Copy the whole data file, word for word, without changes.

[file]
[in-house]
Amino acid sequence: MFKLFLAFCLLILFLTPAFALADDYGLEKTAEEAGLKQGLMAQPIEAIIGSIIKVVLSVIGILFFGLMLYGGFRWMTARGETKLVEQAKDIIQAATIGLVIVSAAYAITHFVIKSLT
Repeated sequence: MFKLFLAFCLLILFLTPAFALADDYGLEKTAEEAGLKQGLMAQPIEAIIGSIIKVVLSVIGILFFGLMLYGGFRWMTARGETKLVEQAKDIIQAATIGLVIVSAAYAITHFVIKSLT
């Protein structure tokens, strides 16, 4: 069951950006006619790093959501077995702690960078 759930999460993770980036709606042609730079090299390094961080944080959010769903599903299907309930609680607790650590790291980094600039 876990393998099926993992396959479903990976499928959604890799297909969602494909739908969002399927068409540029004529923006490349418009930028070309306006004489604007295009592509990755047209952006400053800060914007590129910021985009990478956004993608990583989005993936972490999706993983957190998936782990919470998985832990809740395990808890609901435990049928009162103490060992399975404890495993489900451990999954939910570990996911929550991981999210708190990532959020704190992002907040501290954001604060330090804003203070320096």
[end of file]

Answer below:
[in-house]
Amino acid sequence: MFKLFLAFCLLILFLTPAFALADDYGLEKTAEEAGLKQGLMAQPIEAIIGSIIKVVLSVIGILFFGLMLYGGFRWMTARGETKLVEQAKDIIQAATIGLVIVSAAYAITHFVIKSLT
Repeated sequence: MFKLFLAFCLLILFLTPAFALADDYGLEKTAEEAGLKQGLMAQPIEAIIGSIIKVVLSVIGILFFGLMLYGGFRWMTARGETKLVEQAKDIIQAATIGLVIVSAAYAITHFVIKSLT
């Protein structure tokens, strides 16, 4: 069951950006006619790093959501077995702690960078 759930999460993770980036709606042609730079090299390094961080944080959010769903599903299907309930609680607790650590790291980094600039 876990393998099926993992396959479903990976499928959604890799297909969602494909739908969002399927068409540029004529923006490349418009930028070309306006004489604007295009592509990755047209952006400053800060914007590129910021985009990478956004993608990583989005993936972490999706993983957190998936782990919470998985832990809740395990808890609901435990049928009162103490060992399975404890495993489900451990999954939910570990996911929550991981999210708190990532959020704190992002907040501290954001604060330090804003203070320096």